Falling pennies

Now let's solve the falling penny problem.

Set h to the height of the Empire State Building:



In [13]:

h = 381 * meter




Out[13]:

381 meter



Compute the time it would take a penny to fall, assuming constant acceleration.

$a t^2 / 2 = h$

$t = \sqrt{2 h / a}$



In [14]:

t = sqrt(2 * h / a)




Out[14]:

8.817885349720552 second



Given t, we can compute the velocity of the penny when it lands.

$v = a t$



In [15]:

v = a * t




Out[15]:

86.41527642726142 meter/second



We can convert from one set of units to another like this:



In [16]:

mile = UNITS.mile
hour = UNITS.hour




Out[16]:

hour




In [17]:

v.to(mile/hour)




Out[17]:

193.30546802805438 mile/hour



Exercise: Suppose you bring a 10 foot pole to the top of the Empire State Building and use it to drop the penny from h plus 10 feet.

Define a variable named foot that contains the unit foot provided by UNITS. Define a variable named pole_height and give it the value 10 feet.

What happens if you add h, which is in units of meters, to pole_height, which is in units of feet? What happens if you write the addition the other way around?



In [18]:

# Solution

foot = UNITS.foot
pole_height = 10 * foot

h + pole_height




Out[18]:

384.048 meter




In [19]:

# Solution

pole_height + h




Out[19]:

1260.0 foot



Exercise: In reality, air resistance limits the velocity of the penny. At about 18 m/s, the force of air resistance equals the force of gravity and the penny stops accelerating.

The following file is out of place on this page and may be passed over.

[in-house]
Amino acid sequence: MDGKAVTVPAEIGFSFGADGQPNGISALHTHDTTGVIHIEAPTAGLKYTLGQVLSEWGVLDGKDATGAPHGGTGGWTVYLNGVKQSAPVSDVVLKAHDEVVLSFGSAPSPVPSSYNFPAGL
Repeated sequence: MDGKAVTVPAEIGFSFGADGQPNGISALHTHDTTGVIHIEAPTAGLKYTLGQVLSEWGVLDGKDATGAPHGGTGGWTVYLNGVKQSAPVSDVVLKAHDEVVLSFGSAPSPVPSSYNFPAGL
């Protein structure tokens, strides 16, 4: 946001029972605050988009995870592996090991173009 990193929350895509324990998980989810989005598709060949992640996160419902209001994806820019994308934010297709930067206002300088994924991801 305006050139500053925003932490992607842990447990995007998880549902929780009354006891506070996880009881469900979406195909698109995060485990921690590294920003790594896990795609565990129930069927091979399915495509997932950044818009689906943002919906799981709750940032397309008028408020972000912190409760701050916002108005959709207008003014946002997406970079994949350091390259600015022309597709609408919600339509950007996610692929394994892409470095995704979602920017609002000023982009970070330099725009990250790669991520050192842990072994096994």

As a simplification, let's assume that the acceleration of the penny is a until the penny reaches 18 m/s, and then 0 afterwards. What is the total time for the penny to fall 381 m?

You can break this question into three parts:

1. How long until the penny reaches 18 m/s with constant acceleration a.
2. How far would the penny fall during that time?
3. How long to fall the remaining distance with constant velocity 18 m/s?

Suggestion: Assign each intermediate result to a variable with a meaningful name. And assign units to all quantities!



In [20]:

# Solution

v_terminal = 18 * meter / second




Out[20]:

18.0 meter/second




In [21]:

# Solution

t1 = v_terminal / a
print('Time to reach terminal velocity', t1)




Time to reach terminal velocity 1.8367346938775508 second




In [22]:

# Solution

h1 = a * t1**2 / 2
print('Height fallen in t1', h1)




Height fallen in t1 16.530612244897956 meter




In [23]:

# Solution

t2 = (h - h1) / v_terminal
print('Time to fall remaining distance', t2)




Time to fall remaining distance 20.24829931972789 second




In [24]:

# Solution

t_total = t1 + t2
print('Total falling time', t_total)




Total falling time 22.085034013605444 second



Restart and run all

When you change the contents of a cell, you have to run it again for those changes to have an effect. If you forget to do that, the results can be confusing, because the code you are looking at is not the code you ran.

If you ever lose track of which cells have run, and in what order, you should go to the Kernel menu and select "Restart & Run All". Restarting the kernel means that all of your variables get deleted, and running all the cells means all of your code will run again, in the right order.

Exercise: Select "Restart & Run All" now and confirm that it does what you want.



In [ ]: